The old days: Thought in head. Speech through mouth.
The old days: Cell phone off. Someone might call me. With work. Wouldn’t want that. “How come you never answer your mobile?” Switch it on to call other people. Quickly switch if off again. Occasionally lend it to soldiers on duty at “incidents” or outbreaks of “bother” to let them call back home to Britain – in exchange for them giving access or information. Otherwise peace. Quiet. Meeting someone? Make an arrangement and stick to it.
These days: Cell phone on. Someone might call me. With work. Freelance. Keen. And on duty to respond to emergencies like forgotten PE kit, after school activities with the bus long gone. Emails. Audio recording. Writing. Maps. Twitter. Facebook. Etc. Etc. If only it came with a pillow I could sleep on it.
These days: No need for any thought in head. Adjust sitting position. Then, using either buttock, accidentally trigger cell phone and dial a random person in phone’s address book. Nothing to it. You’re talking through your arse. That’s progress for ya. Just pray your backside hasn’t dialled Australia.
Or the police. Really Continue reading
It took a soldier with a huge brain inside an outsized head to solve this security problem.
Last Saturday I set you a puzzle to solve. It was a security dilemma that sent a military guard at one of London’s Olympic venues scurrying off to find his sergeant. I laid out the scenario for you here, and asked you to guess what the sergeant decided to do – or what he should have done.
And I offered a prize for the correct or best answer – a CD single, I love the noise it makes by Declan Sinnott.
If you haven’t already, you can still have a guess. The original dilemma is described here.
But it was basically whether or not a spectator could/ would/ should be let into an Olympic venue with bottles inside which the water was frozen solid – keeping in mind that it’s forbidden to bring in liquids.
Here are some of your suggestions as to what happened Continue reading
Pic from InsideThe Games.biz
The security at London Olympic venues is now being provided by soliders. As far as I’ve heard, they’ve been polite, reassuring and quite hot. Phoarr! (That’s according to one Olympic volunteer anyway.)
But here’s a security dilemma that left the soldiers scratching their heads. And there’s a prize for the best (or correct) solution supplied by YOU.
It was like this: The first military searcher could not decide. He called in his sergeant. The sergeant pondered a while, before eventually coming up with a verdict.
The puzzle is coming up in a moment. But your challenge, dear reader, is to tell me in the comments below, what you think the army sergeant decided. (You’re also welcome to say what he should have said or done.)
So here’s the scenario:
A parent with accompanying children arrived at the entrance to the Olympic venue with two full plastic water bottles.
The rule is that no liquids are allowed to be taken into the site. (For security reasons. Free water is available inside. Empty vessels are permitted.)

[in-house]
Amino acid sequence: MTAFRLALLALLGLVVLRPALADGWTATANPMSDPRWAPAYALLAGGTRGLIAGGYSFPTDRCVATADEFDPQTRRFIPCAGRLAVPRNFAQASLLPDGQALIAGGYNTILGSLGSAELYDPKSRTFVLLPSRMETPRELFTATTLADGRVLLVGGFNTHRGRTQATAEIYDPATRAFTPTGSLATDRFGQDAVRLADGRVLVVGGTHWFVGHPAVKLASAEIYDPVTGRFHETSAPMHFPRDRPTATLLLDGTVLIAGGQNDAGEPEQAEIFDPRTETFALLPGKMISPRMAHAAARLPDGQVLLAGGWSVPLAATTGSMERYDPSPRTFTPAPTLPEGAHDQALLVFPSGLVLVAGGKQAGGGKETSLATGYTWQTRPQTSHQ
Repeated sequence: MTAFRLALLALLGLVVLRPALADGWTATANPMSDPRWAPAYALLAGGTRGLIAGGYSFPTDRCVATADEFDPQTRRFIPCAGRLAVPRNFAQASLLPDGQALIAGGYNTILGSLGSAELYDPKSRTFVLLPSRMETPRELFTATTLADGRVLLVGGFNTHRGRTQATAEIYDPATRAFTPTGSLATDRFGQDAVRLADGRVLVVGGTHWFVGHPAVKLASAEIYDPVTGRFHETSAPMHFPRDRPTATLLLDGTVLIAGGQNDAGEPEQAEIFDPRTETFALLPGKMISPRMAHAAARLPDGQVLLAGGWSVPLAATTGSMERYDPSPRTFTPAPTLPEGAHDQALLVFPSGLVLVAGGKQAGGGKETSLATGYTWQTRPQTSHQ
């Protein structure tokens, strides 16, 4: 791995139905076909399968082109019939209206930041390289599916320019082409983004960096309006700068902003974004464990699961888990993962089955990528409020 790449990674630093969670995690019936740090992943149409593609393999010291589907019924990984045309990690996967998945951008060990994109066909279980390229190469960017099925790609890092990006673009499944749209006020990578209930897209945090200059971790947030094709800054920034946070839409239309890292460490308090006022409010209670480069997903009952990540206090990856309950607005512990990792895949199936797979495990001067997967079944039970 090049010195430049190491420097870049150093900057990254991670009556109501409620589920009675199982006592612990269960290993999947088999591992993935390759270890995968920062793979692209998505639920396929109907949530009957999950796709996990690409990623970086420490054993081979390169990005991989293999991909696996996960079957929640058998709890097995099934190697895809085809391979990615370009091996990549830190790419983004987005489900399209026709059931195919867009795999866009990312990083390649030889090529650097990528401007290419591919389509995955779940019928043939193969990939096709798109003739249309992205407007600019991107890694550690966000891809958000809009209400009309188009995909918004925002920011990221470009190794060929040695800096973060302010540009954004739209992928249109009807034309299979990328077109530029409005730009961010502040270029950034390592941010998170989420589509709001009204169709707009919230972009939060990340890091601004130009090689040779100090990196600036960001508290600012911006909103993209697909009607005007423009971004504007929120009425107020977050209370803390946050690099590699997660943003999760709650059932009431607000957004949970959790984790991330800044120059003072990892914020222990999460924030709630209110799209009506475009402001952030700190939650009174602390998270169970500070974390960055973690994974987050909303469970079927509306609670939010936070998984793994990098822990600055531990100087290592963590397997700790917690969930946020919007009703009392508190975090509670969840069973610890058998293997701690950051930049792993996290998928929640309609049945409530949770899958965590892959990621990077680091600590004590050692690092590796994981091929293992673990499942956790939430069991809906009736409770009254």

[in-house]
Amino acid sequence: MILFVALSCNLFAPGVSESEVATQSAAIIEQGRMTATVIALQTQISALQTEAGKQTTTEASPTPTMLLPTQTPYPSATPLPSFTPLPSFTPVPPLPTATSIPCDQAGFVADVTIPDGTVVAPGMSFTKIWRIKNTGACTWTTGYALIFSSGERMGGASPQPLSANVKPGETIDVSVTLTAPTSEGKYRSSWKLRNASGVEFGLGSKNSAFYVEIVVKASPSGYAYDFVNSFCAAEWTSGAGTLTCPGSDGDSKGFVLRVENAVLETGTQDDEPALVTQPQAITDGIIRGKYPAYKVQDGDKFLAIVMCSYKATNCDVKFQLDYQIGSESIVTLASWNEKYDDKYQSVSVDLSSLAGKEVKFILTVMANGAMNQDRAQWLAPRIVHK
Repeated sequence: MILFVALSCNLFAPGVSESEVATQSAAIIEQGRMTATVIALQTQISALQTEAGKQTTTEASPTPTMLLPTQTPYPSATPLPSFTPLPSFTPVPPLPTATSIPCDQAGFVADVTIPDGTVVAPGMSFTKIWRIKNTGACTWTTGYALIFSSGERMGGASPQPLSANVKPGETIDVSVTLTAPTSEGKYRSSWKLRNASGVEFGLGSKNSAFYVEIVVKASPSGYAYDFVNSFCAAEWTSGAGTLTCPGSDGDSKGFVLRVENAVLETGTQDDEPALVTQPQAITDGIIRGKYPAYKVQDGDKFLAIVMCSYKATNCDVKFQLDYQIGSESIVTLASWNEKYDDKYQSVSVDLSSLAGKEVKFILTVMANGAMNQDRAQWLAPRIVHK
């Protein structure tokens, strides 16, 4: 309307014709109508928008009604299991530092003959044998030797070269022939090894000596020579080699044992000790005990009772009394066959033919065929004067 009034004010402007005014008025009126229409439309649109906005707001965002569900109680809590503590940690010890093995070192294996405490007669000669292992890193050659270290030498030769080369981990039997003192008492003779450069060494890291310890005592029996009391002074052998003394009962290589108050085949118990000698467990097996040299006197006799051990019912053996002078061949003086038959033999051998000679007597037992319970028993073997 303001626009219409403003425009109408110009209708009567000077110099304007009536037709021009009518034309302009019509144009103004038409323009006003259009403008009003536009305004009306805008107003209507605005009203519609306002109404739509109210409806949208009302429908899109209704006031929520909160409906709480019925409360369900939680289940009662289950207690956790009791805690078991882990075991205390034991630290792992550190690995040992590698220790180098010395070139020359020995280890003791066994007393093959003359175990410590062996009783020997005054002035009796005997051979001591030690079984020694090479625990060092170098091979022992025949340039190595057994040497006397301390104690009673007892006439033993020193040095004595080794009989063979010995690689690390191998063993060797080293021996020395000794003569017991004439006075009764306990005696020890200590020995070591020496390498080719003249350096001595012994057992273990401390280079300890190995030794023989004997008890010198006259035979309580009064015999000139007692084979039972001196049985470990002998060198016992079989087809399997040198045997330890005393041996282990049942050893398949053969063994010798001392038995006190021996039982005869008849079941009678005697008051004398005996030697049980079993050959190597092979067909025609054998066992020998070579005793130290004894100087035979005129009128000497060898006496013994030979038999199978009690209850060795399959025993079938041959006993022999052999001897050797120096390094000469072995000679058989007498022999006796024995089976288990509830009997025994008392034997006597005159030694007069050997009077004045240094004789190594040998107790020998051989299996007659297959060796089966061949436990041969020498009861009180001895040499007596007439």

But this resourceful parent, anticipating a hot thirsty day, had frozen the water bottles overnight. As it happened, the day was overcast, and chillier than expected – and the ICE HAD NOT MELTED Continue reading
See – I told you it was a tank. This British Centurion tank was out during Operation Motorman. So perhaps it was a tank I saw. The photo is by Eamon Melaugh – click on the pic for more of his work.
Memory is tricky. Childhood memories even trickier.
Which memories are real. Which are from stories or photographs?
Top Boy shares his first memory with me. He was running up and down the street in from of our house. Past houses, back past houses, back past houses again, then past a house with a low white wall and a blue triangular prismatic top… (the shape details are quite extensive and go on for some time, so I’ve skipped them – funnily enough he’s now a big science fan) …then he fell over and hurt his knee. What happened next? Doesn’t remember.
Mine is one of these. I don’t know which.
1. When I was five (or thereabouts) we moved house from a more troubled to a less troubled area of Belfast. I don’t remember anything before or during the journey until we turned onto the new street. It was more shaded, quieter, greener, with trees and hedges. I remember that. Nothing before. Except maybe for…
2. Seeing my first tank. Very exciting. Big. High. Wide. Dark, maybe green but definitely spattered with white paint. On the road outside the Busy Bee shopping centre in Belfast Continue reading
The Colonel with cheerleaders
Welcome to the latest entry in the The Day I Met… Competition. This time the story involves a colonel and some Irish coffee – a potentially dangerous combination.
The story is by Grannymar. But which colonel is she talking about? Continue reading
I’m telling my children about Hitler. But how do I teach them about Stalin?
Looking back to when I was at primary school, I was appallingly ignorant about the Holocaust.
I don’t want my children to be as in the dark. Continue reading
I joined our village’s Remembrance Sunday parade and service this morning. Though I have an instinctive uneasiness about people in uniform marching through my community – a hangover from growing up in Northern Ireland – this is one of the few such occasions of which I am proud for my family to be a part.
There is nothing grand about our Continue reading